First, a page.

Blue room

Today I will look for my indigo fabric; the two bundles of indigo that I bought at the Houston Quilt show when we were visiting Bailey last year.

It is in there. Where did I hide it? That is the question. I also want to get out my snowman quilt stuff and put it on the wall where I can see it.

And I can get rid of old yarn. I can get rid of old thread. I can get rid of old scissors that no longer work. I can get rid of clothes I will never finish. All this is prep work just to get in the room.

I have been telling myself that the only way to get stuff out is to use it up. This goes back to the ‘you can make that yourself’ ethos that I grew up with. Always the words I hear when I see something that I like, “Oh you can make that,” but there never was the space or time or materials, or lunch. And lately I realized I was expected to do all of this with no instruction, no help or guidance. Just conjure shit up.

So I recreate that container only it is the obverse. I have a room of art and craft supplies and it is so full that I have to use the time and energy that I do have to organize it to the point where I can use any of it. and this seems to be the case no matter how much space I have.

It is so ME to have either not enough or too much.

So I begin with a list of things or ways I can make the space useful and inviting. I need a bin for the rolls of paper patterns I have made. I need to clear off my desk – find a home for the thread rack and find some space for the bags of yarn on the floor.

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There once was a room. Quite a nice room actually. It had a bed and a desk. the walls were ultramarine blue. There were lots of shelves loaded with books and knick knacks, and yarn and pictures – there were pictures everywhere -on the walls and in the shelves and leaning up against the shelves and walls, one rather large one wedged somewhat uncomfortably between the cubbies and the ubiquitous rolling cart from Ikea which was filled with knitting notions.

That very cart that alsohad the colorful beaded mobile dangling from it, left here by a friend.  First I hung it by the front door, then off of a window frame, then off of the ubiquitous IKEA rolling cart full of knitting needles, crochet hooks, stitch markers and tape measures. Twinkly little bells and bright plastic beads tinkling and jangling  every time I moved the cart in order to get to the yarn cubbies, well yarn and books and the pictures leaning against them,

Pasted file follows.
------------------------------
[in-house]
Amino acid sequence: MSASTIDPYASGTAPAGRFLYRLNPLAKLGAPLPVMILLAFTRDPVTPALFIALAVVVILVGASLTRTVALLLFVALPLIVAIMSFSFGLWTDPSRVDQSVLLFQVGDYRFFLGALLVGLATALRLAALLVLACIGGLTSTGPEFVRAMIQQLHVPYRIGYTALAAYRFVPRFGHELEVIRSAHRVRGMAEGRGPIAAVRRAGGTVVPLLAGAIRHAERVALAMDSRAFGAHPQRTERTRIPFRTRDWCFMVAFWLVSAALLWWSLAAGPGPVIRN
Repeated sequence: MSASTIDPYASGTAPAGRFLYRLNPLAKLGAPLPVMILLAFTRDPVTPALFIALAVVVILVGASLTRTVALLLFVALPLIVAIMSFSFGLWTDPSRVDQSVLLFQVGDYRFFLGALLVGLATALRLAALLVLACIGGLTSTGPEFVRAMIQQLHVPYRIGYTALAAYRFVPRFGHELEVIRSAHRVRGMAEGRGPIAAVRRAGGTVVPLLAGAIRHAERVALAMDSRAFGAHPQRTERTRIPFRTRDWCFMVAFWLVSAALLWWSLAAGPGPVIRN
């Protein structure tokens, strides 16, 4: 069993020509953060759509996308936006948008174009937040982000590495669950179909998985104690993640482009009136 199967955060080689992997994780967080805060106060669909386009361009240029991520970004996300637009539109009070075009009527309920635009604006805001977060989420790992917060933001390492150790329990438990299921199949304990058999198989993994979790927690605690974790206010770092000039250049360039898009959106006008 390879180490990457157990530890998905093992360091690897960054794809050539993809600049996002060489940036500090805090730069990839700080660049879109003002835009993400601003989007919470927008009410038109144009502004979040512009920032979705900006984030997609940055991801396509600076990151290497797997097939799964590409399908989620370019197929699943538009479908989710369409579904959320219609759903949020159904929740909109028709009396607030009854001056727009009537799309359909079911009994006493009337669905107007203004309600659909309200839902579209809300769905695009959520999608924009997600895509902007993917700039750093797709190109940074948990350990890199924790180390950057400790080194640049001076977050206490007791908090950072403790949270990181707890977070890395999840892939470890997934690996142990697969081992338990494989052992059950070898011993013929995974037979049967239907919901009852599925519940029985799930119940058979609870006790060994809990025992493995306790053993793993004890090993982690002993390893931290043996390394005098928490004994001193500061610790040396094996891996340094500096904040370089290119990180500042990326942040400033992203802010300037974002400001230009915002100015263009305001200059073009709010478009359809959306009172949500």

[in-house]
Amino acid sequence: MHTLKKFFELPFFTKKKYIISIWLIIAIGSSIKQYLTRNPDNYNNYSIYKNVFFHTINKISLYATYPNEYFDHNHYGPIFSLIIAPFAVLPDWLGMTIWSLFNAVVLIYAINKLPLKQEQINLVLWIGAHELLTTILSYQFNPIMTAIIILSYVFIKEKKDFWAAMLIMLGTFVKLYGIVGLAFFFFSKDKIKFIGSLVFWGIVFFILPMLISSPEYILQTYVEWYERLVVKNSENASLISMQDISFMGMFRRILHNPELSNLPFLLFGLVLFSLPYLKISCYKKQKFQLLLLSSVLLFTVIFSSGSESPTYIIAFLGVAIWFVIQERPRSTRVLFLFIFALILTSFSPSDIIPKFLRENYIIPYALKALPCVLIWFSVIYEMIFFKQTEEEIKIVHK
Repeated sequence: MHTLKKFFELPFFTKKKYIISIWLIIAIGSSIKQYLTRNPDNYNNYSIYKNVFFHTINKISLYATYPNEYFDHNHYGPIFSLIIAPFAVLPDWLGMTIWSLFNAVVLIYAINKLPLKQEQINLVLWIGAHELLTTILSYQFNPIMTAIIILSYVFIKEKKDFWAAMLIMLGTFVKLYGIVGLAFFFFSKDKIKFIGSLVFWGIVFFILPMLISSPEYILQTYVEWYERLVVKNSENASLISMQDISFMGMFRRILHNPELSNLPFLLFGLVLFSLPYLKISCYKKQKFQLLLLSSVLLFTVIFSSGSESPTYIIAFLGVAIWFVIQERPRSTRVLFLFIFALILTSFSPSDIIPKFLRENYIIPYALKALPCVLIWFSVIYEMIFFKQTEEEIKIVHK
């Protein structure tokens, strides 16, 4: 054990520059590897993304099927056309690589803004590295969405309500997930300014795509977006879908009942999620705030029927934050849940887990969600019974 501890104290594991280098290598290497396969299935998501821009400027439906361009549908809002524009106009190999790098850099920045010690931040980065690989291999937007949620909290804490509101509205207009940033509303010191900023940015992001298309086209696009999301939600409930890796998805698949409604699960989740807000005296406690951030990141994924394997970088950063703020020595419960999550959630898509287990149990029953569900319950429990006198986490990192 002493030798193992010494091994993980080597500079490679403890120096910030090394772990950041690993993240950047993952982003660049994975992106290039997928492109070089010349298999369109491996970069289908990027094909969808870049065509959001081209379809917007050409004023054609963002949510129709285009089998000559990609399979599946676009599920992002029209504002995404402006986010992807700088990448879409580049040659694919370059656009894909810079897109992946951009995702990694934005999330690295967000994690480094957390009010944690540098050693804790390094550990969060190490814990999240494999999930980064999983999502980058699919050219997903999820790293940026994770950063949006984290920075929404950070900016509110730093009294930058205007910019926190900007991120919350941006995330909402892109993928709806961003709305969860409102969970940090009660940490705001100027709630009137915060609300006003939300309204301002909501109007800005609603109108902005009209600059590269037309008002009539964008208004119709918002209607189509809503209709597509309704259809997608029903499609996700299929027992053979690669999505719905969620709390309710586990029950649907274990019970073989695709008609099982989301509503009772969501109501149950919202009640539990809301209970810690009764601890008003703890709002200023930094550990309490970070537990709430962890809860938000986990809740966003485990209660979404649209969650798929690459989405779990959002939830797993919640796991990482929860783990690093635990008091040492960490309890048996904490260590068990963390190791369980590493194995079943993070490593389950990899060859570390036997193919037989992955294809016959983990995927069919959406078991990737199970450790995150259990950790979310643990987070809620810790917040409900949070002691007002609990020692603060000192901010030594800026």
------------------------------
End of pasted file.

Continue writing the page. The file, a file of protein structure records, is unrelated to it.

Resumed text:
Intermission

So I have moved from that room. It is quite cluttered as you might have surmised. A lot of potential in all that stuff. If you can find what you need.

I went into the room with a notebook ( this one in fact ) and a pen, with the intention of making a list of what I need to do in there to make it less jangly, less impossible to navigate, to be able to work in there, if it can even be called work to fill one’s notebooks with page after page that no one ever reads.

There there, do not pity me. You are here, are you not? If “here” is any place where you are reading this page and nodding slightly when you identify with that hoarding quality that many artists share. Artists. I quail at that word. It is a badly fitting garment that calls attention to my flaws. It does not cover a multitude of sins. Thank you, Tennessee Williams for those words that I have often used, hoping desperately that who ever heard them would be literate enough to get the reference. Alas, I will never know.

Back to my notes about how I can improve the utility and grace of the room. For that is what I need. Both utility and grace to make me feel like I can create something worthy of your time. Perhaps to paint small watercolor as I gaze out the window at our sadly dysfunctional young apple tree that we planted in our garden a couple of years ago. I say dysfunctional because the fruit it bore was infested and inedible. It still delights me to look out and see it there. Especially in the spring, and maybe in the late summer when you can see the bumpy inedible orbs dangling from the boughs. I fear I am a hapless farmer– or not one at all. We would starve on a farm.

But back to the room. You see the problem, don’t you? It’s bad Feng Shui to have too many functions in one room. My expectations are unachievable. It cannot be storage closet, guest room, sewing atelier, and writing nook. And gallery, water color studio, and library – well you can see the problem. My hopes are too high. It is bound to disappoint.

But it does not. It can be all these things, but the one thing I need is a chair that is comfortable. I think I have hit upon the problem. Or maybe I am sitting on the problem.

We bought a respectably cheap bewheeled office chair from IKEA. It begins to roll down the slanted floor as you sit on it. Did I mention we have slanted floors? You almost have to use one hand to hold onto the table to keep yourself from rolling down the floor away from your work. It is hilarious, really, and if hilarity is your goal then so be it. Alas ( never use the word “Alas” more than once in an essay – it presumes too much.) Alas, my goal is to write things of a more serious nature.

This chair problem occurred to me as I sat in my little comfortably overstuffed room with my pen and notebook poised to take heed as I thought about or listened to what the ultramarine blue room needed. It never before had occurred to me that the only problem was the lack of a comfy chair.

Well done, little notebook. Well done.

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